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Parent sues Principal over exorbitant school fees

A man who moved to court seeking admission of his son to a high school while protesting high fees got reprieve after a judge allowed him to pay just a fraction.

Michael Mutinda Mutemi sued the Education Secretary Jacob Kaimenyi, the Director of Public Prosecution and two secondary school heads – Dagoretti High and Friends School Senende.

While seeking his matter certified urgent, he told High Court judge Weldon Korir that the principal of Dagoretti High School had denied his son admission to the school because he had not cleared a fee of Sh 85,000, which he could not raise.

Mr Mutemi claimed that the principal was guilty of insubordination since he wants parents to pay a higher fee than what is recommended by the ministry, besides the fact that schools get funds from the national government.

He argued that parents are required to top up just a little amount of money, which should not exceed Sh20,000 or Sh 12,000, the amount every high school gets per each student.


Mr Mutemi also told the judge that attempts by the Dagoretti District Education Officer (DEO) Benjamin Muthengi and the Nairobi County director of education could not move the school’s principal to admit his son.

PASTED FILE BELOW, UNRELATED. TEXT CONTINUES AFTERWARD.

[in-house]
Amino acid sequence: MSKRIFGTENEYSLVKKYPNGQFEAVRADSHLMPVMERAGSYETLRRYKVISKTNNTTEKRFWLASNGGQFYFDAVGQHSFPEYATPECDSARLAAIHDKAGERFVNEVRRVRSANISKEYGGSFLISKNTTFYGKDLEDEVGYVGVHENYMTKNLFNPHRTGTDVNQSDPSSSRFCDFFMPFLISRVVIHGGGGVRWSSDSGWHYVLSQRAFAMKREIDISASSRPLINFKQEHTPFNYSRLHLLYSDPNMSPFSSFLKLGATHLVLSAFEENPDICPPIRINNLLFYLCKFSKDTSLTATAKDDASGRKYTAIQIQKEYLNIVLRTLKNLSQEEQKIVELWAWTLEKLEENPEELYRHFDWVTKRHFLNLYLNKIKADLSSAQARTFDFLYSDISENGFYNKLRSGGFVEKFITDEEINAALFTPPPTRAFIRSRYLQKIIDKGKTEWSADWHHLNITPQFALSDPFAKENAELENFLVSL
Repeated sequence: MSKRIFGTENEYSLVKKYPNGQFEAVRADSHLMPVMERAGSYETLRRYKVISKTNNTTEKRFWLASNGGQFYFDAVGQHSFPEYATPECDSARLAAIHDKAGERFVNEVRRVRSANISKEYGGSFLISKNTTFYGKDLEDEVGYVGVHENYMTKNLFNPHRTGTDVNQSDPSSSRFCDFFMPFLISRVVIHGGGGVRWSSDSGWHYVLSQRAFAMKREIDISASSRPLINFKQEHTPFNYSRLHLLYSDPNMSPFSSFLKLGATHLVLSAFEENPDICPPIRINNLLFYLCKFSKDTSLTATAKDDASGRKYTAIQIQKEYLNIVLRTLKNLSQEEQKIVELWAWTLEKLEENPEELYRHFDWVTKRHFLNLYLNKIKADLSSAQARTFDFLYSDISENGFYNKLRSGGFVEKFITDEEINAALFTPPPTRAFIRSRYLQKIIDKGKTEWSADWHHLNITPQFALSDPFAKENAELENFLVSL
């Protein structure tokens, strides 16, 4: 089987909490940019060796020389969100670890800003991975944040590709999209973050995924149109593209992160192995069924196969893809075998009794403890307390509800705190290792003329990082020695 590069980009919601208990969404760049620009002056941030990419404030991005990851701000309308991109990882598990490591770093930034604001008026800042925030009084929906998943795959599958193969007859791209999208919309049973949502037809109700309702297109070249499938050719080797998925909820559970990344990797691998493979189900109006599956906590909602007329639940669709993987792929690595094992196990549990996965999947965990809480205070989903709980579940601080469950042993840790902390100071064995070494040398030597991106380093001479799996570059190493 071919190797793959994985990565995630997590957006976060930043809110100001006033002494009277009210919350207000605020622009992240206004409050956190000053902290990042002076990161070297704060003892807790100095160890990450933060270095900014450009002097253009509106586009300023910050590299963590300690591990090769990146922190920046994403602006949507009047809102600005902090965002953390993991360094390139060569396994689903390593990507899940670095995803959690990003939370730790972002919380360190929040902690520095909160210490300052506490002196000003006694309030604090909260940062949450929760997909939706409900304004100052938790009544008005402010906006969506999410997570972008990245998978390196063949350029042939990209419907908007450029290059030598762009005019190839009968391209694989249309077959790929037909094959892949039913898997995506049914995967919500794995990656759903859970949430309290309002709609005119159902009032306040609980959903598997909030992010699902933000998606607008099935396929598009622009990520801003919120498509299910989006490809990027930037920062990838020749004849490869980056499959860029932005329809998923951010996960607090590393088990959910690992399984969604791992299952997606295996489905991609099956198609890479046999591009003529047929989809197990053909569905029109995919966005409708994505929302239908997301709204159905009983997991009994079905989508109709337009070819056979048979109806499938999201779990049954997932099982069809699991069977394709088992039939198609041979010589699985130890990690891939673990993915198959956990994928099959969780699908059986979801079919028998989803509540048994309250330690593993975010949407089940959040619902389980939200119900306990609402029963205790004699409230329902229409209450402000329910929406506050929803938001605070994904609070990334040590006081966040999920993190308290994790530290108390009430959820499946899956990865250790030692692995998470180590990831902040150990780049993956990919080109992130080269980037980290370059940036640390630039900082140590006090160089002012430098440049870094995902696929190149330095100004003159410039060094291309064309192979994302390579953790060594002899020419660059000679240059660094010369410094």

“In sheer disregard of the Basic Education Act, the Principal of Dagoretti High has denied admission to my son on account of not having the entire fees, turning my child back for this reason is unconstitutional given that nonpayment of the high fees is illegal and malicious,” he said.

Considering his pleas to the court that the child would miss out classes because of the unjust situation, Mr Justice Korir ordered that the son be admitted to the said school without completing the required mandatory fees.

“It is hereby ordered that the Principal of Dagoretti High should admit the child on condition that his parent pays a sum of Sh 20,000 being a quarter of the total fees,” said the judge.

The judge also directed that the sued parties be provided with the suit documents for an inter-party hearing on February 26.


According to Mr Mutemi, his son has not yet reported to the school he was selected to join for secondary studies after receiving a letter on February 12 because he did not clear the ‘high’ fees.

He also alleged that forcing parents with their children in that school to purchase uniform in the school is a ploy to con them as the items are sold at an expensive price as compared to other school uniform outlets.

“I am positive the said fees indicated on the proposed fees structure does not comply with the Basic Education Act and it is therefore illegal,” he said.

A circular dated February 7, 2014 by Education Cabinet Secretary to Secondary School heads indicates that schools are not supposed to increase fees beyond what was charged in 2013 and that government grant to schools had increased from Sh 10,265 to Sh 12,870.

The circular also stated that projects in schools should not affect new students admitted this year and that the government would take disciplinary action against any school principal who contravenes the directive.